Best moves to make now: Savings

At Bankrate we strive to help you make smarter financial decisions. While we adhere to strict , this post may contain references to products from our partners. Here’s an explanation for

When the Fed makes a move or even if it leaves rates unchanged, it affects your wallet. Here’s how the latest Fed announcement will affect interest rates on certificates of deposit.

Average yields on long-term CDs, one-to-five-year maturities, range from 1.68 percent to 3.39 percent.

On the shorter end of the landscape, the average yield on a three-month CD is 1.19 percent and 1.29 percent on a six-month.

Money market accounts are paying an average APY of 0.83 percent.

The downward trend in deposit interest rates has virtually stopped. Unless the Fed sees a need to again cut rates we can pretty much assume CD rates will hold the line.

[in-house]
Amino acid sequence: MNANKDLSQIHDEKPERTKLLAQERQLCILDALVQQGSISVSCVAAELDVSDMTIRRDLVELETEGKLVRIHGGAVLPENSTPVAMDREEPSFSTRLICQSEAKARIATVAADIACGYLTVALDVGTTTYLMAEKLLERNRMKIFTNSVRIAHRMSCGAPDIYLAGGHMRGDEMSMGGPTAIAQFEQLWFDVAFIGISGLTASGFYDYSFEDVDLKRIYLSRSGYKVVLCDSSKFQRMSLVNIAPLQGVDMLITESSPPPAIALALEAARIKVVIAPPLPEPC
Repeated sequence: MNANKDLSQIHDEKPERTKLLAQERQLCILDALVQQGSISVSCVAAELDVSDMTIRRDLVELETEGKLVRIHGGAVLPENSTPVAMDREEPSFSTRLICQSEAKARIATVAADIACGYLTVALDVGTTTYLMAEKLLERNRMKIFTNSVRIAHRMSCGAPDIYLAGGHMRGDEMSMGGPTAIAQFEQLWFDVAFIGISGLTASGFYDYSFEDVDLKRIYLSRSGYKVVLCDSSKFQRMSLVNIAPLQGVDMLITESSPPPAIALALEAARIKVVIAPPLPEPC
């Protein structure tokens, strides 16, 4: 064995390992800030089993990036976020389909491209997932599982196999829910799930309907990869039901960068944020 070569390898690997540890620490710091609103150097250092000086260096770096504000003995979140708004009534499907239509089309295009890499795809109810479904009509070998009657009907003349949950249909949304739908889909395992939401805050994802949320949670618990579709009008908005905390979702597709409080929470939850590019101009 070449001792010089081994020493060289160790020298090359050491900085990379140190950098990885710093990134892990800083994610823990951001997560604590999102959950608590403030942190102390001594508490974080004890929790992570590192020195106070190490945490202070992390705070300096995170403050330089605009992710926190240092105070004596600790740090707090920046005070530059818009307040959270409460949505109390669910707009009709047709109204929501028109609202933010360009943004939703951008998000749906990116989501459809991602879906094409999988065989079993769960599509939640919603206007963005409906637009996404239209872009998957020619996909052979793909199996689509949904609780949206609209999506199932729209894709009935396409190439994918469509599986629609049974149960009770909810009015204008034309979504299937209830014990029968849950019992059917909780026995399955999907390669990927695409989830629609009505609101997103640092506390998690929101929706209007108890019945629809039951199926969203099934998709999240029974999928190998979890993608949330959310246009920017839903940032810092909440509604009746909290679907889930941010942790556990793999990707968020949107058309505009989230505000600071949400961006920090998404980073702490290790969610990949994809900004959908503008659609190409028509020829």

That’s not to say this is a good time to invest in CDs. The average rates offered are abysmal. While we may see some of the longer-term rates slowly tick upward, it will take a Fed rate hike to stir any significant increase in CD rates.

If you must invest in CDs because you have a laddered CD portfolio, or if you just want to protect principal, stick with three- or six-month terms so you won’t be stuck with a low return when rates start to climb.

To find the best rates in your area,
click here.

— Posted: Dec. 10, 2002